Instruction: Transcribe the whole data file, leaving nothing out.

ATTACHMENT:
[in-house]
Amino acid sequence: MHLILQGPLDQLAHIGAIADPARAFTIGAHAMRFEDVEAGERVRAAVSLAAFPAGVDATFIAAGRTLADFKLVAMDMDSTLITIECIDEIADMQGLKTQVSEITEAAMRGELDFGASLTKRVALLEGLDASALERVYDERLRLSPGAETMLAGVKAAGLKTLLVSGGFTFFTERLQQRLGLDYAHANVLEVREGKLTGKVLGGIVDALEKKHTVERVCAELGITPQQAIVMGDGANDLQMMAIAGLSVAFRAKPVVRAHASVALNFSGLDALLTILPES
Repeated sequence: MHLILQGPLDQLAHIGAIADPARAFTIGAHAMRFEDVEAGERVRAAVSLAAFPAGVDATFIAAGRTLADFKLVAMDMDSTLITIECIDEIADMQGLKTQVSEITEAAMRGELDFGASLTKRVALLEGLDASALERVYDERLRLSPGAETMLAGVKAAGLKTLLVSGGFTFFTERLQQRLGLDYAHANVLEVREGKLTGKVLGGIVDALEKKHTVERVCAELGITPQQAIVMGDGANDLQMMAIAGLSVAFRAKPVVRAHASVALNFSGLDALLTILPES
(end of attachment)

[in-house]
Amino acid sequence: MHLILQGPLDQLAHIGAIADPARAFTIGAHAMRFEDVEAGERVRAAVSLAAFPAGVDATFIAAGRTLADFKLVAMDMDSTLITIECIDEIADMQGLKTQVSEITEAAMRGELDFGASLTKRVALLEGLDASALERVYDERLRLSPGAETMLAGVKAAGLKTLLVSGGFTFFTERLQQRLGLDYAHANVLEVREGKLTGKVLGGIVDALEKKHTVERVCAELGITPQQAIVMGDGANDLQMMAIAGLSVAFRAKPVVRAHASVALNFSGLDALLTILPES
Repeated sequence: MHLILQGPLDQLAHIGAIADPARAFTIGAHAMRFEDVEAGERVRAAVSLAAFPAGVDATFIAAGRTLADFKLVAMDMDSTLITIECIDEIADMQGLKTQVSEITEAAMRGELDFGASLTKRVALLEGLDASALERVYDERLRLSPGAETMLAGVKAAGLKTLLVSGGFTFFTERLQQRLGLDYAHANVLEVREGKLTGKVLGGIVDALEKKHTVERVCAELGITPQQAIVMGDGANDLQMMAIAGLSVAFRAKPVVRAHASVALNFSGLDALLTILPES